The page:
Analyses were considered as descriptive analyses if no statistical test was performed to compare differences between groups. We compared the highest to the lowest SEP group in order to assess if environmental inequalities exist or not. Because operationalisations of SEP and noise exposure may be too heterogeneous, we did not define a specific cut-off for the magnitude of difference between SEP groups above which the differences were indicated as environmental inequalities. Analyses were defined as bivariate analyses if a statistical test was performed to test differences between groups. Three types of multivariate analyses were grouped together as multivariate analyses: (i) the SEP indicator analysed was actually the main independent variable analysed and the main research question and additional characteristics were considered as confounders, (ii) the SEP indicator was included in the model as a potential confounder variable for which the analysis was adjusted, (iii) several SEP indicators were included in the model simultaneously to reveal the influence of every single independent variable independently from all other factors, in the sense of mutual adjustment. Further, it is important to mention that with the aim of this review to assess social inequalities in environmental noise exposure the focus was put on bivariate analysis, as in multivariate analysis potential inequalities could be concealed by the inclusion of either several indicators of SEP or other variables in the analysis, which are not linked to our research question. In the data extraction sheet (see Supplement S3) we extracted bibliographic details, the place where the study was conducted, the unit of analysis (analyses with individual data or aggregated data) and sample size, the study design, measurement and operationalisation of noise, the SEP analysed, the type of environmental inequality analyses and a summary of the result.
Results of the review were summarized in two different ways. First, we summarized the direction of social inequalities in environmental noise exposure by type of analyses of the included studies. Here, we also indicate the number of SEP indicators studied in each respective study. If in one study different SEP indicators were analysed in descriptive, bivariate, or multivariate analysis, or if different models were calculated or several operationalisations of environmental noise exposure were applied, then the results were summarized by one symbol for every type of analysis.
Second, we gave an overview over the different social inequalities in environmental noise exposure according to the different SEP indicators analysed. The references to the respective studies are also given in the table. Here, the thickness of the symbol indicates the type of analysis. Bivariate and multivariate analyses were grouped together. One symbol per type of analysis (descriptive or bivariate/multivariate) was included in the table. Because of the high amount of SEP indicators analysed, similar indicators were grouped together in the table (e.g., education deprivation, amount of highly educated people in the neighbourhood and individual education were grouped together as ‘education’). Moreover, if similar indicators are analysed in the same type of analyses (descriptive or bivariate/multivariate) they are represented in the table with one symbol only.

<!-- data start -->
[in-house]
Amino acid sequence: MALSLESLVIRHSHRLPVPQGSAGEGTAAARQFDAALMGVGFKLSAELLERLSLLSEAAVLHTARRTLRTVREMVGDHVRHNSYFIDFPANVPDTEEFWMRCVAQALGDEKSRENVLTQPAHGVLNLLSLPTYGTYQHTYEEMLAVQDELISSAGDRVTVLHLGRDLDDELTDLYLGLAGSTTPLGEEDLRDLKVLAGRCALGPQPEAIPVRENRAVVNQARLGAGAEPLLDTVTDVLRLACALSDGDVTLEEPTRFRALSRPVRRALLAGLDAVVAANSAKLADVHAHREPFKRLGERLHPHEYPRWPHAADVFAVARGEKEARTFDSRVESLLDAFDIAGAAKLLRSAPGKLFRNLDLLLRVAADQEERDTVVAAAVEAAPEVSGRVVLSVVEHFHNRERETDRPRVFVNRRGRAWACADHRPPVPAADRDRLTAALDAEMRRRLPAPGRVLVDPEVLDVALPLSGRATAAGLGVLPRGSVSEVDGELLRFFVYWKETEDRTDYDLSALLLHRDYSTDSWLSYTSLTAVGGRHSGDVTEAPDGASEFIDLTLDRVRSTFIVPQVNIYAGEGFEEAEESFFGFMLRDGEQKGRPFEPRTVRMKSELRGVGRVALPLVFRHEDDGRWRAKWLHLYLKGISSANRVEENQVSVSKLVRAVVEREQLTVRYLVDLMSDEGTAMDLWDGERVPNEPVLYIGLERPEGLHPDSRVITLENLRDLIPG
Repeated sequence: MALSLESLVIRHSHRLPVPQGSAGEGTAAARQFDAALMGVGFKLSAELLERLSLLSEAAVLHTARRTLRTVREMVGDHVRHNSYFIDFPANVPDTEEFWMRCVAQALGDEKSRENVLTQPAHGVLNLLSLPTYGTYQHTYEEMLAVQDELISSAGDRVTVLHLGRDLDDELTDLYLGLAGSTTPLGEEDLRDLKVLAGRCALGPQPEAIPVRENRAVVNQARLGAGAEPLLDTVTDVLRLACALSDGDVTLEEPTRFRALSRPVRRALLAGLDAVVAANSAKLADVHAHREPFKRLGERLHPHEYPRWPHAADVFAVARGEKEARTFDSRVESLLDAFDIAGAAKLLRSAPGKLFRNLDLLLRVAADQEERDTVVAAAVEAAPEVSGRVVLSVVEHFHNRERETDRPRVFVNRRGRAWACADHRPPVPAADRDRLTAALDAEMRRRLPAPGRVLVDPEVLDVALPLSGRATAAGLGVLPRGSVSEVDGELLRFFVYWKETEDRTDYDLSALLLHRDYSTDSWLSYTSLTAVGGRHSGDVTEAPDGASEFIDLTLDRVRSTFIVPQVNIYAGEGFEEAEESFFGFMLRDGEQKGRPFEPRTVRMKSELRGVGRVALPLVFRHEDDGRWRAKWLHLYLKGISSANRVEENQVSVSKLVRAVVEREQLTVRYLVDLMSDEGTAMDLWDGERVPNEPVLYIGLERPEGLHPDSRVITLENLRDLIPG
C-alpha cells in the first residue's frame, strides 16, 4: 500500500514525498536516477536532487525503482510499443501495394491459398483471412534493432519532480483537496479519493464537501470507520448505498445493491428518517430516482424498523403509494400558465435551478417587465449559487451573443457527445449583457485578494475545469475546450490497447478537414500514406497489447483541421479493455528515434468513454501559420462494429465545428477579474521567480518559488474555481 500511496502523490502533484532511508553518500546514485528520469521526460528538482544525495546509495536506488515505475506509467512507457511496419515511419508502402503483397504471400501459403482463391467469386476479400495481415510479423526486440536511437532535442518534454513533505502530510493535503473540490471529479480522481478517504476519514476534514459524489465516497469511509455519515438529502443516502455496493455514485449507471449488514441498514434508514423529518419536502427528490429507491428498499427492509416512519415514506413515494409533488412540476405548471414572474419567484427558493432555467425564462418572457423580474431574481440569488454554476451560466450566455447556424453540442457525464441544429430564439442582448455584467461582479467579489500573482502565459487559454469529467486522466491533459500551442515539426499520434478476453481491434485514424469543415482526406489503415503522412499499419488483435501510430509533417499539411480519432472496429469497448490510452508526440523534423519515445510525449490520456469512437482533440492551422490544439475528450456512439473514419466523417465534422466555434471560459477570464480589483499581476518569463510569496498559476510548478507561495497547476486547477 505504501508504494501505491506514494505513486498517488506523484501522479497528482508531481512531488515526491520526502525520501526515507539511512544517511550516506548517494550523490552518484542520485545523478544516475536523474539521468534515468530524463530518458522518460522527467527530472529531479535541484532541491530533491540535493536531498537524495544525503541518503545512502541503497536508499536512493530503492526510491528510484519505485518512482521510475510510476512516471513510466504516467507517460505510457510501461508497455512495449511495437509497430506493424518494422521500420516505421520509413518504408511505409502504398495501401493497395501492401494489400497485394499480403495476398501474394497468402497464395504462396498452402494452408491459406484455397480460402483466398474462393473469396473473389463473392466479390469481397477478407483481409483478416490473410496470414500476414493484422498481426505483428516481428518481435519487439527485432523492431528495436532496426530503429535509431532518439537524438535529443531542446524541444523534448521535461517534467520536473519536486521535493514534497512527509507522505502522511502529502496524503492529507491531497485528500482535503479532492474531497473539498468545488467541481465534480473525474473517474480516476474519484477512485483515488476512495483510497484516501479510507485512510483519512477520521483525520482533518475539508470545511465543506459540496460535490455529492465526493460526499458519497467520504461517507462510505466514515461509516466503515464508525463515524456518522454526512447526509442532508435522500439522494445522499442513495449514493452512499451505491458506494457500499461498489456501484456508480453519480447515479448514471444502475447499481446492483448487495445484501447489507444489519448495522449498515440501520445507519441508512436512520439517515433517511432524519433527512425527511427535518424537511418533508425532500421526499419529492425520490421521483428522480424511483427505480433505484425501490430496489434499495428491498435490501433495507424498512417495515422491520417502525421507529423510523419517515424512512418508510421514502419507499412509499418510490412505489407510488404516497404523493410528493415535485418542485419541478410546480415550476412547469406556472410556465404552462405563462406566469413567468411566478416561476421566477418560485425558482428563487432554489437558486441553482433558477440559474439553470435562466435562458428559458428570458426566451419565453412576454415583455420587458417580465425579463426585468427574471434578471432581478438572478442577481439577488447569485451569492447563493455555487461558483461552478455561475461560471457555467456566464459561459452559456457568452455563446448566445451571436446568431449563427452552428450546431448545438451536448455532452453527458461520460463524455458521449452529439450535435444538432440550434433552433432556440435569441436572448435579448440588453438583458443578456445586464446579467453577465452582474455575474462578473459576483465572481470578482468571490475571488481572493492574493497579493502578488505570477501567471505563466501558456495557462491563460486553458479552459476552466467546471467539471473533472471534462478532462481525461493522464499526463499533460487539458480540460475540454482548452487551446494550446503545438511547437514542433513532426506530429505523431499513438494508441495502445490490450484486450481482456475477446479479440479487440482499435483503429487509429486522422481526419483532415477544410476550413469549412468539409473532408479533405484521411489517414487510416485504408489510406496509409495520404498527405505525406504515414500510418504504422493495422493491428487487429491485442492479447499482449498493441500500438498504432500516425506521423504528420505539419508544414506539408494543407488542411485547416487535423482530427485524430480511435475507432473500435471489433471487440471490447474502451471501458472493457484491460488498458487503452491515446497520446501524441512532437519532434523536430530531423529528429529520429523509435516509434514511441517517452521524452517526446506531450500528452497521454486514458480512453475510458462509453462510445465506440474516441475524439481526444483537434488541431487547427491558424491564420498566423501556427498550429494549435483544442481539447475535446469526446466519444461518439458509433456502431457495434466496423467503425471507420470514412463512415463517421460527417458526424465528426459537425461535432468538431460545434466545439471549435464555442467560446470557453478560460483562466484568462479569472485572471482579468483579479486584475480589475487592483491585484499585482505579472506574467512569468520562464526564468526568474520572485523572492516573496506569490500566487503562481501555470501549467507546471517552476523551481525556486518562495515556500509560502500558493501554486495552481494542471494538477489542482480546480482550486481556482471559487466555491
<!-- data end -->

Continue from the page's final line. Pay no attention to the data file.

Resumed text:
2.4. Risk of Bias

Due to the heterogeneity of study methods no quality assessment was conducted. All studies aimed to research noise exposure, but only half of the studies explicitly had the main research question to analyse social differences in noise exposure. Hence, a quality assessment would have assessed studies concerning a research question that was not the aim of the respective study. Furthermore, as our main research question primarily aimed to look at bivariate relationships, we were not able to apply a standardised quality assessment tool across studies.

3. Results

3.1. Description of Studies

Figure 1 shows the amended PRISMA flow diagram of study selection. The electronic database search identified 194 records. After duplicates were removed, 139 records were considered for title and abstract screening. The Cohen’s Kappa value for the inter-rater reliability agreement [25] was 0.55. Ten records were included into full text analysis, from which two were excluded. Eight studies [15,26,27,28,29,30,31,32] met all inclusion criteria and were finally taken into account for qualitative synthesis. No additional studies were identified by screening the reference lists of the eight included studies.
Table 2 provides an overview of the included studies. The majority of studies were conducted in France (n = 4) and Germany (n = 3), and one study was conducted in the UK. Most of the studies analyses road traffic noise. One study assessed noise annoyance due to road traffic noise, general transportation noise, and ambient noise [26]. One study used a noise indicator integrating different sources of traffic noise [30]. Of the eight studies included in the review, four used individual data [15,26,27,28] and four analysed aggregated data [29,30,31,32]. Of the studies with individual data, one study used a subjective operationalisation of noise exposure with questionnaires, one study applied an objective operationalisation of noise exposure based on noise maps, and two studies used both operationalisation types. All studies with individual data used single measures to assess SEP, one study additionally used a socioeconomic deprivation index (a single number calculated from an array of socioeconomic indicators). All studies with individual data performed multivariate analyses to assess environmental inequalities. In the majority of studies different SEP indicators were used in one model in the sense of mutual adjustment. In one study the SEP indicators were used as adjustment variables. One study additionally used descriptive analysis without performing a statistical test, and two studies additionally comprised bivariate analysis with a statistical test. Of the four studies with aggregated data, all used an objective operationalisation of noise. All studies with aggregated data used indices of socioeconomic deprivation to assess SEP and one study additionally used single indicators of SEP. Bivariate statistics were the most frequently applied method for analysing relations between indicators of SEP and environmental resources among the studies with aggregated data.